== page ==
Treatments And Preventive Measures

  • Place your Basil plants near an east-facing window for good morning sun.
  • Provide 14-16 hours of artificial light if natural light isn’t available.
  • If the plant is facing excessive light, sheer curtains will help provide dappled light.
  • Reflective mulch will provide a dual function of providing light and moisture retention. 
  • Use a UV protection shield to protect plants from harmful sun radiation.

4. Fertilizer Problems

Nutrition like nitrogen, phosphorous, and potassium are vital for Basil, but excessive use may burn the plant’s foliage.

Moreover, lack of nutrition may cause stunted growth in the Basil plant, causing various leaf problems.

Excessive fertilizers are the reason behind basil leaves turning black, brown, or white, and lack of nutrition causes yellowing in most cases.

If you deprive your basil plants of nutrients, they will also be susceptible to many diseases causing leaf problems.

If you apply liquid fertilizer from the top of the plant, leaf burn will occur, causing black, brown, and white spots on basil leaves.

Basil plants will need balanced fertilizers every 4-6 weeks during the growing season.

Treatments And Preventive Measures

  • Only apply fertilizer at the base of the plant instead of applying from the top.
  • Hydrate the plant before applying fertilizer.
  • Amend the soil with organic compost to avoid chemicals.
  • Prune the leaves with fertilizer damage, as they won’t revive.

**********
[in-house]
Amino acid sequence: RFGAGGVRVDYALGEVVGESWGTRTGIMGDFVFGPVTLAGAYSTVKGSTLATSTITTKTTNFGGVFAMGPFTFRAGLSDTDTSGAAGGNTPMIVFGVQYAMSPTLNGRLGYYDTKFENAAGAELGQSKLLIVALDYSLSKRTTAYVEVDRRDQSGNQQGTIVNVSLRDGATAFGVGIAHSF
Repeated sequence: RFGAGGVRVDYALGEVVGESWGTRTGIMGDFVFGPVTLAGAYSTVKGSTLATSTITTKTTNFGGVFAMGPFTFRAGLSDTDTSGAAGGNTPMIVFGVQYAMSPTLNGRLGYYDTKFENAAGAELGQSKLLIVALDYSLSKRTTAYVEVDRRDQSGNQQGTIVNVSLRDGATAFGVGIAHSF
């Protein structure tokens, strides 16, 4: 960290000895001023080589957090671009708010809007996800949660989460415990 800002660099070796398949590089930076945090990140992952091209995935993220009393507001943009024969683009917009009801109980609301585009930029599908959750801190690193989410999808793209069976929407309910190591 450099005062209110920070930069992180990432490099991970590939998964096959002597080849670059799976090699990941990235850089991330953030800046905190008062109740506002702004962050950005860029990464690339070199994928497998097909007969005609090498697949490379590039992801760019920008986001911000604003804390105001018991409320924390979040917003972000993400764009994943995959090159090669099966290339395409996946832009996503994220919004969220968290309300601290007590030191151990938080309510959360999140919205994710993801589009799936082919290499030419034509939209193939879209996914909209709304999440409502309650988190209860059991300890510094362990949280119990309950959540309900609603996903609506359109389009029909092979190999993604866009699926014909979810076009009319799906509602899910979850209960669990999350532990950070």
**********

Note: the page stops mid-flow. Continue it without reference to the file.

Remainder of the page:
5. Soil And Drainage

Even if you take care of all the optimal conditions, Basil will still face leaf problems if it’s in compact soil.

Too much compact soil with no drainage will result in poor air circulation, causing root problems. As a result, Basil leaves will start turning white, black, brown, and yellow with leaf spots.

Also, the Basil plant can’t take the right nutrients properly on excessive compact soil.

For healthy, lush foliage, the Basil plant will need well-draining soil with a pH of 6.5-7.

Treatments And Preventive Measures

  • Grow Basils in terracotta pots with enough drainage holes.
  • Mix perlite or sand in the compact soil to make it well-draining.
  • Add vermicompost to increase the soil aeration and make the soil fertile.
  • Avoid using excessive fertilizer as it accumulates salt contents, making soil infertile.
  • Provide proper spacing and avoid grouping the plants too closely.

6. Pests And Pathogens

Pests and pathogens are also the major causes behind several leaf problems in the Basil plant as they feed on the leaves.

Basils are susceptible to pests like slugs, mealybugs, aphids, spider mites, thrips, and many more.

A pest eating basil leaves
Pests feed on Basil and also spread unwanted pathogens that destroy the leaves.

These pests not only suck sap from the leaves, but also spread several fungal and bacterial pathogens.

As a result, the Basil leaves may start turning black and brown with several nasty leaf spots all over the plant.

Moreover, fungal disease like powdery mildew may cause white leaves on Basil that is highly spreading.

Treatments And Preventive Measures

  • Isolate the affected plant and prune the infected parts.
  • Discard the severely infected plant to avoid the risk of spread.
  • Use pesticides and fungicides weekly to prevent pest and pathogenic invasion.
  • For the chemical-free option, use neem oil weekly.
  • The biological control method will be an environmental-friendly option to eliminate pests.

From Editorial Team

More Tips!

Sometimes, you may see your Basil plant turning black, with the leaves falling and drooping. This may be due to the dying plant.

Basil is an annual plant that lives for 6-8 months and dies after the first frost appears. Thus, plants turning black may be due to their completed lifespan.